UCF Research On PTSD Finds “Significant Benefits” For Veterans

Press Release - K9 Partners for Patriots

Written by K9 Partners for Patriots

November 7, 2019

Discover why flea markets may not be the best environment for service dogs.

Learn about risks, distractions, and considerations for handlers.

1. Crowded Environment: Flea markets are often bustling with crowds, which can be overwhelming for a service dog. The dog may become stressed or anxious in such a busy atmosphere.

2. Distractions: Flea markets are filled with various sights, sounds, and smells that can distract a service dog from its duties. This could potentially compromise its ability to assist its handler effectively.

3. Unpredictable Behavior of Other Animals: Other visitors to the flea market may bring their pets along, which can lead to encounters with unfamiliar animals. This may pose a risk to the safety and focus of the service dog.

4. Risk of Injury: With so many people moving around and browsing items, there’s an increased risk of accidental tripping or stepping on the service dog, which could lead to injury.

5. Exposure to Unsanitary Conditions: Flea markets may not always maintain the cleanest environment, and the service dog may come into contact with unsanitary surfaces or substances.

6. Lack of Accommodation for the Dog: Flea markets may not be equipped to handle service dogs properly, such as providing suitable resting areas, water, or relief spots for the dog.

7. Potential Stress for the Dog: A flea market’s constant stimulation and unfamiliar surroundings could cause stress or discomfort for the service dog, which may affect its overall well-being and ability to perform its tasks.

Given these factors, it’s important for service dog handlers to carefully consider whether taking their dog to a flea market is truly necessary and in the best interest of the dog’s welfare and effectiveness in assisting its handler.

Contact: Gregg Laskoski
(352) 397-5306

UCF Research On PTSD Finds “Significant Benefits” For Veterans

BROOKSVILLE, Fla., Nov. 7, 2019 /PRNewswire/ — A report from University of Central Florida’s School of Social Work confirms the benefits of the K9 Partners for Patriots service dog training program for veterans with PTSD. The study showed “statistically significant improvement” in all 12 symptoms examined.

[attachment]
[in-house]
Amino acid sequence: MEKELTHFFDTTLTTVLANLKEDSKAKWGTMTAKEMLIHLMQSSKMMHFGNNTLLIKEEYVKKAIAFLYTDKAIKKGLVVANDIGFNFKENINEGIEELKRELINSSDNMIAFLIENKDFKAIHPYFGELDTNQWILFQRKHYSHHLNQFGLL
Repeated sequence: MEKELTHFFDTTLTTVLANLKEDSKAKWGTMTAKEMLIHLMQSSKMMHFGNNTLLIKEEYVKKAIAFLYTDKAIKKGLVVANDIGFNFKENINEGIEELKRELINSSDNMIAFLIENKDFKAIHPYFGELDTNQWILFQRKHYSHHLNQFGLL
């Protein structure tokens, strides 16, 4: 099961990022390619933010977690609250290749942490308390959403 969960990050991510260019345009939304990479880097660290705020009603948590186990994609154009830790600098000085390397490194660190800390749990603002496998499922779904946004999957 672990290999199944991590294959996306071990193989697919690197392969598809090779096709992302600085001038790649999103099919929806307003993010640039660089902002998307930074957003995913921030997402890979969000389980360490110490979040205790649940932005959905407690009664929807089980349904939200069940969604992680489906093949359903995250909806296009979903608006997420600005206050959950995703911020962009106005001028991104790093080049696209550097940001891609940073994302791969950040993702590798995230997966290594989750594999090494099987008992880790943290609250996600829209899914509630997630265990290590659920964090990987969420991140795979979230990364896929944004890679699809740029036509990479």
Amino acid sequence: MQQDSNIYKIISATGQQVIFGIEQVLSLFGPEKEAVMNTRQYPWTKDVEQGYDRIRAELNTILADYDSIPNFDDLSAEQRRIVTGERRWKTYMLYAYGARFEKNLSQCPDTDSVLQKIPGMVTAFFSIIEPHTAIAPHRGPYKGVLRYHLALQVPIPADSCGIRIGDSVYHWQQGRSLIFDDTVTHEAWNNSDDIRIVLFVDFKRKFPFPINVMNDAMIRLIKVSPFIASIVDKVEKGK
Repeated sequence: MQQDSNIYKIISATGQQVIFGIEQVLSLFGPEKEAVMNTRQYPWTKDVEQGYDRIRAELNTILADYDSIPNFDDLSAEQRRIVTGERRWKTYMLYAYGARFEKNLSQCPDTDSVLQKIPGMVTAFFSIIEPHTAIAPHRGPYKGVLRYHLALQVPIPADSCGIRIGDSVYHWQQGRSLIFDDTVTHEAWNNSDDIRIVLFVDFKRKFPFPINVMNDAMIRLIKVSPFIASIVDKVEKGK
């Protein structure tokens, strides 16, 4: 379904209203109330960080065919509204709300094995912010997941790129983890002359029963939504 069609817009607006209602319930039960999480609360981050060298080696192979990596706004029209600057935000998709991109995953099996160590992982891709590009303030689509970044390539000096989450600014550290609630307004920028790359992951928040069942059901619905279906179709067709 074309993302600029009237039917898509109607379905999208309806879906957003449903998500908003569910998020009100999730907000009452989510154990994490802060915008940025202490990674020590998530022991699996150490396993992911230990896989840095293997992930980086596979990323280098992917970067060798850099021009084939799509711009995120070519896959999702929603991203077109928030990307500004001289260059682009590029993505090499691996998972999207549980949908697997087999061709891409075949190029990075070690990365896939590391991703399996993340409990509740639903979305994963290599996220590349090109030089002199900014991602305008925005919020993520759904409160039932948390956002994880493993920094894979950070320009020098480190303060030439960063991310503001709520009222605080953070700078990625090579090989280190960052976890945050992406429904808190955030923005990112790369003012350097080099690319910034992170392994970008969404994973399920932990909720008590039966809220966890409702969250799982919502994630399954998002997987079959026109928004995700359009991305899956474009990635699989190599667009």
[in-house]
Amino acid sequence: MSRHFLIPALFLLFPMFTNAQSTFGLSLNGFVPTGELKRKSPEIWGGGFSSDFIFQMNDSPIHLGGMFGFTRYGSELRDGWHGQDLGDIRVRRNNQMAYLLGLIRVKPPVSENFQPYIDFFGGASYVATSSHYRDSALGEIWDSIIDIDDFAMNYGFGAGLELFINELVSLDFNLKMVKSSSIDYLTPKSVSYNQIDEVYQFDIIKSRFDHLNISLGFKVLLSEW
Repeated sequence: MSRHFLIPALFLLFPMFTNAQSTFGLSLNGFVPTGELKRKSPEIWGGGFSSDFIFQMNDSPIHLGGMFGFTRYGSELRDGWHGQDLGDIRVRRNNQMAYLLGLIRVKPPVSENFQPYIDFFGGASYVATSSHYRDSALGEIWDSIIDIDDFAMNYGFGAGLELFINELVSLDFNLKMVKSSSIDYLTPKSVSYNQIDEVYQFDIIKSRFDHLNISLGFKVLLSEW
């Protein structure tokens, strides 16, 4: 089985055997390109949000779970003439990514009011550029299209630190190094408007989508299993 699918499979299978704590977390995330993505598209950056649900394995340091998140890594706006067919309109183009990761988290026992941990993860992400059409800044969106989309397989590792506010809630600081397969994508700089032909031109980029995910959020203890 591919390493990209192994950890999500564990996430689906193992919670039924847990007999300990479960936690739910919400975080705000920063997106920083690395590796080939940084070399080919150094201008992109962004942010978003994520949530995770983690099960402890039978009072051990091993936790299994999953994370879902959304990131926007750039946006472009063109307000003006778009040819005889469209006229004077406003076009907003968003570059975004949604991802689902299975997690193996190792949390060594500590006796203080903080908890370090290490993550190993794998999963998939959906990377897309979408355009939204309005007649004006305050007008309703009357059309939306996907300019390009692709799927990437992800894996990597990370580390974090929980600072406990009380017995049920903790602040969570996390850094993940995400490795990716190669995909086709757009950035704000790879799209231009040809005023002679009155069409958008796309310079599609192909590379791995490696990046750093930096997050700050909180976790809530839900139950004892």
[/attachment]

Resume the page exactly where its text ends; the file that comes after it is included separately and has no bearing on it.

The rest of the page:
Prepared by James Whitworth, PhD, LCSW, the findings represent critical empirical data that may help federal & state agencies make service dogs more accessible for veterans with PTSD.

In the recent study, 43 veterans in the K9 Partners for Patriots program were surveyed before and after the program using the Trauma Symptom Inventory (TSI-2) clinical scales.

  • 95% reported decreased anxiety symptoms
  • 95% reported decreased depression
  • 93% reported decreased anger/irritability
  • 91% reported decreased flashback, nightmares
  • 65% reported decreased suicidal ideation
  • 95% reported decreased insecurities regarding close relationships with others

“The results substantiate the significant benefits of this program,” says Whitworth. “Participants describe in their own words how training and having a service dog is greatly helping them to get better. Most notably, veterans are more willing to start and complete this program for their PTSD compared to standard, office-based trauma treatments such as prolonged exposure and cognitive processing therapy.”

Additionally, Whitworth’s report concluded that “these results highlight the significant personal and social benefits described by veterans dealing with PTSD who participated in this program.”

“The data confirms the progress our trainers and the rest of us see with our veterans day after day, and week after week,” said K9 Partners for Patriots CEO Ron Flaville, who was also the first veteran to go through the program.

He added, “Service dogs are a proven therapy. The Purdue report last year showed that and this UCF study now shows it again. We hope this report helps the VA and FDVA (Florida Dept. of Veteran Affairs) move forward to make more service dogs accessible to veterans with PTSD.”

UCF: Founded in 1963 with a commitment to expanding opportunity and demanding excellence, the University of Central Florida develops the talent needed to advance the prosperity and welfare of our society. With more than 68,000 students, UCF is one of the nation’s largest universities, offering more than 220-degree programs at its main campus in Orlando and more than a dozen other locations in Central Florida and online. For more information, visit ucf.edu.

K9 Partners for Patriots https://k9partnersforpatriots.com is a nonprofit 501c3 organization based in Brooksville, FL. Its mission is to give veterans and active military a second chance at life by empowering those with Post-Traumatic Stress Disorder (PTSD), Traumatic Brain Injury (TBI) and Military Sexual Trauma (MST) through the experience of training and caring for their own service dog.

SOURCE K9 Partners for Patriots


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